- The Cubs added left-hander Tsuyoshi Wada to their 40-man roster and optioned him to Triple-A Iowa, the club announced. Wada has been pitching for Iowa all season but, as Bruce Miles of the Daily Herald tweets, the Japanese southpaw had an opt-out clause in his contract, so putting Wada on the 40-man allows the Cubs to keep him. Signed to a minor league deal in the offseason, Wada has an impressive 2.81 ERA, 8.7 K/9 and 3.61 K/BB rate in 14 Triple-A starts in 2014.
- The Phillies released outfielder Tyson Gillies, the team announced. A career .284/.364/.411 hitter over 2060 minor league PA, Gillies struggled at the Triple-A level over the last two seasons. Gillies joined the Phillies from the Mariners organization in December 2009 as part of the trade package (along with J.C. Ramirez and Phillippe Aumont) that Philadelphia acquired from Seattle in exchange for Cliff Lee.
- The Tigers shifted right-hander Luke Putkonen from the 15-day DL to the 60-day DL in order to create a 40-man roster spot for the newly-recalled Pat McCoy, the team announced. In another corresponding move, Ian Krol was put on the 15-day DL to make room for McCoy on the 25-man roster. Putkonen only pitched 2 2/3 innings for Detroit and five total minor league innings this season due to elbow problems, and he is expected to be out for 6-8 weeks after recently undergoing surgery.
- Per MLBTR’s Transaction Tracker, there are six players in DFA limbo: Kevin Slowey (Marlins), Josh Outman (Indians), Evan Reed (Tigers), J.J. Putz (Diamondbacks), Jake Dunning (Giants), and Roger Bernadina (Reds).
Edward Creech and Charlie Wilmoth contributed to this post.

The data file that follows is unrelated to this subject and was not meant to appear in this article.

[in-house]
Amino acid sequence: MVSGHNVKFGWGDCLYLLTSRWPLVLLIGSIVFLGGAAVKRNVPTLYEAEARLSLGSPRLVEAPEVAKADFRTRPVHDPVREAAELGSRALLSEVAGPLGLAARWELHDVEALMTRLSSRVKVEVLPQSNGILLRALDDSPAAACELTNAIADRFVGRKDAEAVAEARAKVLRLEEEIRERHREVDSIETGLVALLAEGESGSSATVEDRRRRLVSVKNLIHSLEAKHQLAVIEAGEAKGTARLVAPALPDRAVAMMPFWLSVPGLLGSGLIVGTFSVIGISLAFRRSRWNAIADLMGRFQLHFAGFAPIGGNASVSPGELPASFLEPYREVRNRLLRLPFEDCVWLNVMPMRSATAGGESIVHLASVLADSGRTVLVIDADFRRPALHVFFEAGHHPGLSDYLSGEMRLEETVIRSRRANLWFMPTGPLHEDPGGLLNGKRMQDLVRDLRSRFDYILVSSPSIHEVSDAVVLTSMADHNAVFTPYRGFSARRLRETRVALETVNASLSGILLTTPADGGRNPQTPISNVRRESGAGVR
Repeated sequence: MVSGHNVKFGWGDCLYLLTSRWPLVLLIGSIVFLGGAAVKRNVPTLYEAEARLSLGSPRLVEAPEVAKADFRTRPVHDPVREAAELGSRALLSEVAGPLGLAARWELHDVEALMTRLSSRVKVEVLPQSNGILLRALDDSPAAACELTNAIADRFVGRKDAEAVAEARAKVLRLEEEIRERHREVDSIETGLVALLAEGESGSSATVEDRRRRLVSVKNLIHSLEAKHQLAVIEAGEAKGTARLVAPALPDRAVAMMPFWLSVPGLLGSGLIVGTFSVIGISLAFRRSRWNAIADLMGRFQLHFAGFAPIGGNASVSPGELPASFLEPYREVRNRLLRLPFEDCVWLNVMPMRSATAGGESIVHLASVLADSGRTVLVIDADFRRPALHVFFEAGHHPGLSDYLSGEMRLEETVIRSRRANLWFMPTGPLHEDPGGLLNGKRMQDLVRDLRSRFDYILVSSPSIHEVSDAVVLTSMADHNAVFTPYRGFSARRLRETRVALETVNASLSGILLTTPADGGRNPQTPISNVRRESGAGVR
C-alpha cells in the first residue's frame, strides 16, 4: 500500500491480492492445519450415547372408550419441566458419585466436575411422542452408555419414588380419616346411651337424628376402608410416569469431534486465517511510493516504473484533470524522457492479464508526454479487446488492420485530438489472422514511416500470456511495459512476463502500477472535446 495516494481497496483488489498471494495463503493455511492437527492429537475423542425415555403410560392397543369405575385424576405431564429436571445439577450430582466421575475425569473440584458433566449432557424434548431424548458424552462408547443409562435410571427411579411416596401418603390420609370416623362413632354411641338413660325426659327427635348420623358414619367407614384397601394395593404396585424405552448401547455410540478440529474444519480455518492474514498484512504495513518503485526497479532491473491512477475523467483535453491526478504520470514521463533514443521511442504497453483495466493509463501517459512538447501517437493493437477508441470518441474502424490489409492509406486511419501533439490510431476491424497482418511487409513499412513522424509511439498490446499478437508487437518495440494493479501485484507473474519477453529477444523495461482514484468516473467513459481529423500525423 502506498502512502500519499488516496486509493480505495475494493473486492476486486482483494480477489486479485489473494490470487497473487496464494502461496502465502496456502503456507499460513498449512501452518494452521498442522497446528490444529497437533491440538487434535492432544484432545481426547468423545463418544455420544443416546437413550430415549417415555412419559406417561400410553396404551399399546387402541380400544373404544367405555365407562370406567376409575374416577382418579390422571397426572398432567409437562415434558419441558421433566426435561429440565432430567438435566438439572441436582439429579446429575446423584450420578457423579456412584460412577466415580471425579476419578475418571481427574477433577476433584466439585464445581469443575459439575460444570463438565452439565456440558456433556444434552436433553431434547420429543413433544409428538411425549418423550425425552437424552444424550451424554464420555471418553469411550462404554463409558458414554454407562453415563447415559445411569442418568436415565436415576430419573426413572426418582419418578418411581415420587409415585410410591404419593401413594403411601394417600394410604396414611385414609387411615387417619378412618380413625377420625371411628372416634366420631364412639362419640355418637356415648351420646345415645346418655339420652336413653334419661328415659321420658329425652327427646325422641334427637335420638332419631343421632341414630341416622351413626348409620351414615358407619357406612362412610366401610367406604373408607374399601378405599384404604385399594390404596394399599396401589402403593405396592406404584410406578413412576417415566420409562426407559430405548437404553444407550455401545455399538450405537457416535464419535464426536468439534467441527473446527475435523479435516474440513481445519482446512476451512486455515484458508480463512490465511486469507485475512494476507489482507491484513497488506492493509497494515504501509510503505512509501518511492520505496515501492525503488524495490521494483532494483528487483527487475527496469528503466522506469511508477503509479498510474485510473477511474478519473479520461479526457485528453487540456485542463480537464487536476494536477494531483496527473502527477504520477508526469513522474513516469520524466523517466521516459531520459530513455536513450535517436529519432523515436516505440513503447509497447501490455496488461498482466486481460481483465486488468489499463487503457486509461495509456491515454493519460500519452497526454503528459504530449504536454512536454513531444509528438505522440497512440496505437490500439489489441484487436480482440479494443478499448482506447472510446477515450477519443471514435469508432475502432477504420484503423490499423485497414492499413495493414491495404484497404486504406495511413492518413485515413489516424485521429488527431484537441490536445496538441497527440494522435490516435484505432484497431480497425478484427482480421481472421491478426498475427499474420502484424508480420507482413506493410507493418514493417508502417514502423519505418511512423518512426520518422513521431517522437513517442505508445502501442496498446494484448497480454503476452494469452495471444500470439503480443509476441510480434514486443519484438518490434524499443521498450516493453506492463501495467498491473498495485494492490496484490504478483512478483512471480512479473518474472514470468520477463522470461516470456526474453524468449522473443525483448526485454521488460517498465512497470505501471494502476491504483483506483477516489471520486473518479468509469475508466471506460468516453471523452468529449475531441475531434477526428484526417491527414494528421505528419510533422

- The Pirates‘ Andrew McCutchen is the best bargain in baseball, opines Ron Cook of the Pittsburgh Post-Gazette. Cook notes McCutchen is the 158th-highest-paid player this season and 77 players have richer contracts than the six-year, $51.5MM extension (plus a $14.75MM club option for 2018) he signed in March 2012. The 27-year-old is following up his 2013 MVP season with a slash of .313/.423/.527 with 11 home runs and a league-leading 52 walks.
- The Brewers are legitimate contenders, writes MLB.com’s Tracy Ringolsby, and their confidence was bolstered by the offseason free agent signing of Matt Garza. “When we signed Garza, I think that’s when we started to feel something could happen,” Jonathan Lucroy told Ringolsby. Added Ryan Braun, “It showed the front office and ownership felt we were a good team.“
- An under-the-radar free agent signing has also paid huge dividends for the Brewers, reports Todd Rosiak of the Milwaukee Journal Sentinel. The Brewers inked Zach Duke inked to a minor league deal in January and the left-hander has been well worth the investment posting a 1.57 ERA, a K/BB ratio of 7.8 (39/5), and a 53% groundball rate.
- The Cardinals‘ priorities as the Trade Deadline approaches, according to the St. Louis Post-Disptach’s Joe Strauss, include finding an offensive upgrade at second base (or third base, if Matt Carpenter is moved to second), a bench bat, and determining whether Pat Neshek can be a reliable 8th inning option.
- Earlier today, the Cubs added Tsuyoshi Wada to their 40-man roster and promptly optioned him to Triple-A. Bruce Miles of the Daily Herald tweets Wada could slide into the Cubs’ rotation, if a starter is dealt between now and the Trade Deadline.